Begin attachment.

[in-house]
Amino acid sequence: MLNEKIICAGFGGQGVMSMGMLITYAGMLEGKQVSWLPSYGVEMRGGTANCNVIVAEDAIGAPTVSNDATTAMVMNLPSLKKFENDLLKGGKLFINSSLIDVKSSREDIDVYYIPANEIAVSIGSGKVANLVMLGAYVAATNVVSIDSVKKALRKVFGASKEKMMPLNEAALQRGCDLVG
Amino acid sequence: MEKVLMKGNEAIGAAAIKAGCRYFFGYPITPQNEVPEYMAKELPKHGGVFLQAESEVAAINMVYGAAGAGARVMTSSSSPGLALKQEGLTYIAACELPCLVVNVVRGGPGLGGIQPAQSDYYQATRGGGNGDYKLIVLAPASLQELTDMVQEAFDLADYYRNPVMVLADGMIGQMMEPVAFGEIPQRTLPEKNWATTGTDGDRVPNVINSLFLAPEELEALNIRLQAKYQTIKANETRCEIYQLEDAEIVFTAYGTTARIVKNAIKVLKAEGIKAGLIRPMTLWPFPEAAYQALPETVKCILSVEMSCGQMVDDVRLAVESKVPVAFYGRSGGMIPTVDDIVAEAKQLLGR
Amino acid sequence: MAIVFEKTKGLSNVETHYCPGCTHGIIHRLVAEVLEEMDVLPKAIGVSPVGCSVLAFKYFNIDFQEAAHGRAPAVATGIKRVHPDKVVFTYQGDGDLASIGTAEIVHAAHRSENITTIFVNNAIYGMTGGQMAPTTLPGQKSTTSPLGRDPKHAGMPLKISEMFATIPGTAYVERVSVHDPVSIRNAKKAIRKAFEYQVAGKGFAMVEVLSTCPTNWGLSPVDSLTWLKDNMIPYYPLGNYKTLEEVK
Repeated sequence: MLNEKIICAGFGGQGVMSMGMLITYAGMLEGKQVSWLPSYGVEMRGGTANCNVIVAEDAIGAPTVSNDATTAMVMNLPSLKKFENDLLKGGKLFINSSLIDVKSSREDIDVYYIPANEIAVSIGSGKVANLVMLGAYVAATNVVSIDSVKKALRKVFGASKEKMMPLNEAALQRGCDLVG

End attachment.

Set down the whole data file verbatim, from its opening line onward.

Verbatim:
[in-house]
Amino acid sequence: MLNEKIICAGFGGQGVMSMGMLITYAGMLEGKQVSWLPSYGVEMRGGTANCNVIVAEDAIGAPTVSNDATTAMVMNLPSLKKFENDLLKGGKLFINSSLIDVKSSREDIDVYYIPANEIAVSIGSGKVANLVMLGAYVAATNVVSIDSVKKALRKVFGASKEKMMPLNEAALQRGCDLVG
Amino acid sequence: MEKVLMKGNEAIGAAAIKAGCRYFFGYPITPQNEVPEYMAKELPKHGGVFLQAESEVAAINMVYGAAGAGARVMTSSSSPGLALKQEGLTYIAACELPCLVVNVVRGGPGLGGIQPAQSDYYQATRGGGNGDYKLIVLAPASLQELTDMVQEAFDLADYYRNPVMVLADGMIGQMMEPVAFGEIPQRTLPEKNWATTGTDGDRVPNVINSLFLAPEELEALNIRLQAKYQTIKANETRCEIYQLEDAEIVFTAYGTTARIVKNAIKVLKAEGIKAGLIRPMTLWPFPEAAYQALPETVKCILSVEMSCGQMVDDVRLAVESKVPVAFYGRSGGMIPTVDDIVAEAKQLLGR
Amino acid sequence: MAIVFEKTKGLSNVETHYCPGCTHGIIHRLVAEVLEEMDVLPKAIGVSPVGCSVLAFKYFNIDFQEAAHGRAPAVATGIKRVHPDKVVFTYQGDGDLASIGTAEIVHAAHRSENITTIFVNNAIYGMTGGQMAPTTLPGQKSTTSPLGRDPKHAGMPLKISEMFATIPGTAYVERVSVHDPVSIRNAKKAIRKAFEYQVAGKGFAMVEVLSTCPTNWGLSPVDSLTWLKDNMIPYYPLGNYKTLEEVK
Repeated sequence: MLNEKIICAGFGGQGVMSMGMLITYAGMLEGKQVSWLPSYGVEMRGGTANCNVIVAEDAIGAPTVSNDATTAMVMNLPSLKKFENDLLKGGKLFINSSLIDVKSSREDIDVYYIPANEIAVSIGSGKVANLVMLGAYVAATNVVSIDSVKKALRKVFGASKEKMMPLNEAALQRGCDLVG